Saying farewell to some special people
OVERHEARD AT THE 4-YEAR SENIOR RECEPTION: “Wouldn’t it be great if Seniors could, just one time, have their advisors take a test for them?”
Note: Unlike pretty much everything else I write, this post is meant to be taken seriously.
The connection between advisors and their advisees is a very special one at Gould. I’m pretty sure that every school says this, and maybe it’s true of their schools. Here at “The Academy” we know it to be true, and here’s how we prove it: This relationship is so important to all that we do here that we allow students to choose their advisors.
Think about that for a moment. How often in your life do you get to select who you work with? In school you have some leeway to choose your courses, but your teachers are assigned to you. You are born into your family, groups in your place of employment are by and large assembled for you, sports teams are at the mercy of coaches and a combination of personal drive, innate talent, and environment. Even your babysitters are chosen by your parents.
But your advisor is yours, and yours alone. We take this seriously.
There is no real formula as to what makes this connection work – each relationship is a precious, individual bond. Sometimes, elements of the glue that holds advisors and advisees together is obvious, sometimes more subtle:
- Scott and I have shared countless moments together as ski patrollers on the slopes at Sunday River. I knew from the day I met him that we would be in this together for the long haul.
- Gemma, was it comforting to arrive in the US, to be greeted by people that know your home and your culture? It was special to me, and has grown more so over time.
- Helen and I have struggled mightily together in the theater, standing in the dark to make those in the light shine more brightly. The applause they receive is shared between us too, like a secret handshake.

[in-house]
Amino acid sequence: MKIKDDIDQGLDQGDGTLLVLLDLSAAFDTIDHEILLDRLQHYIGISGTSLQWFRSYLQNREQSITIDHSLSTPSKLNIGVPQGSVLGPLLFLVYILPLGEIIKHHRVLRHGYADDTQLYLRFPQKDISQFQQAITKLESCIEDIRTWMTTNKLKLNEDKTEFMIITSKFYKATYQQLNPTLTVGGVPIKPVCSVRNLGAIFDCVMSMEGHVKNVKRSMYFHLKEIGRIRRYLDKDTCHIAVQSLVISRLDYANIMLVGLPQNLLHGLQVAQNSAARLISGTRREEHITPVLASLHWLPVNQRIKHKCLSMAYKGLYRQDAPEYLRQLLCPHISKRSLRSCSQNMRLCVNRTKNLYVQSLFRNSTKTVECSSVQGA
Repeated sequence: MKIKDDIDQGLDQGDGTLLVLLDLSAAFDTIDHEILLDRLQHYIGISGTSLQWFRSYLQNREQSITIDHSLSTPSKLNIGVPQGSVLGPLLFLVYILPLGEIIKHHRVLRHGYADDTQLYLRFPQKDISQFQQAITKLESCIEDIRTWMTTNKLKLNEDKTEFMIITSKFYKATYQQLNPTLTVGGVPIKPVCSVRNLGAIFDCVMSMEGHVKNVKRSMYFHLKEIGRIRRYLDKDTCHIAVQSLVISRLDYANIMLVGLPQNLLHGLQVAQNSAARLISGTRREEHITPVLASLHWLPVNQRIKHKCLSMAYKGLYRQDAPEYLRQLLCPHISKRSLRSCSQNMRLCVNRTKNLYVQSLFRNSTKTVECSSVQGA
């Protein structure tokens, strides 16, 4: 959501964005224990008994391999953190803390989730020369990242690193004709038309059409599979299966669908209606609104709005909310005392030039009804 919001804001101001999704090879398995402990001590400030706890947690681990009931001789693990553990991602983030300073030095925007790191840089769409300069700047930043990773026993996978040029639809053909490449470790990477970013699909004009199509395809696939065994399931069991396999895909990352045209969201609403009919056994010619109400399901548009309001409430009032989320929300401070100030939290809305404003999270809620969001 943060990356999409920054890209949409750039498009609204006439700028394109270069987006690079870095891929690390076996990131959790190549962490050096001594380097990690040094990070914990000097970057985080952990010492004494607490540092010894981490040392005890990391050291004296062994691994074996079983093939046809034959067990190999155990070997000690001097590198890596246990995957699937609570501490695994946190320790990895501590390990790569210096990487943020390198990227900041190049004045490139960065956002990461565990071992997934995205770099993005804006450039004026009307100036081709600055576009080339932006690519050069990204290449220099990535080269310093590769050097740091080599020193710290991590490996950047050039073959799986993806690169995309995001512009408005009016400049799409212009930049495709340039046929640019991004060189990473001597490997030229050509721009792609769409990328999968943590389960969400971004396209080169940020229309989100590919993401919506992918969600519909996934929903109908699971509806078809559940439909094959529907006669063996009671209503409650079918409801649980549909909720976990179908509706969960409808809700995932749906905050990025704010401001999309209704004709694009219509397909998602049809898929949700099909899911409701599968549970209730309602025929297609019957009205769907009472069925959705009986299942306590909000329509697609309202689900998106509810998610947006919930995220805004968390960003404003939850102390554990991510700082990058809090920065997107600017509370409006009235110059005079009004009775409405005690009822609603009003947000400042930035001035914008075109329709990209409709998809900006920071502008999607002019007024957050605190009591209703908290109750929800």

These are just a few examples, and they are only ours. But our school is filled with them and there are as many special relationships as there are students and their advisors. When I see Ben Martin and Mr. Southam together I know that this system works. When Eliana and Mr. Baker interact, I know it works. Courtney and the Mannings. Zee and Ms. Eaton. Ellie and Mrs. Whittington. Jason and Mr. McLaughlin. The list goes on and on.
Occasionally people ask me what it means to be an advisor. I usually offer them a chair and a cool drink to enjoy while I answer. As advisors we interact with every part of our advisees’ lives here at Gould (and beyond). We are organizers, cheerleaders, fans, short-order cooks, part-time parents, nags, co-dreamers, co-problem solvers, and chauffeurs. With our advisees we laugh together, cry together, cheer together, plan together, joke, struggle, celebrate, feast, and navigate our way together through this turbulent, magnificent, painful time called adolescence. It’s a crazy, rewarding, sometimes overwhelming symbiotic relationship in which students learn to grow up and teachers learn to stay young. You make us laugh and we make you dessert. In my crazy little universe there is nothing I do here that is more important.
Really I am writing this GLOG, my final entry for the year, to say thank you, congratulations, and farewell to five young people. Scott, Helen, Abbie, Merritt, and Gemma, as you head out into the “real world” (what does that mean anyways? Is this part of life just a mock-up, like a movie set?), remember that there are people here in this little corner of the world who will always be here for you, will cheer for your successes, anguish over your heartbreaks, and celebrate your accomplishments.
The comfy easy chair in our living room is always open for you. We will always be your advisors.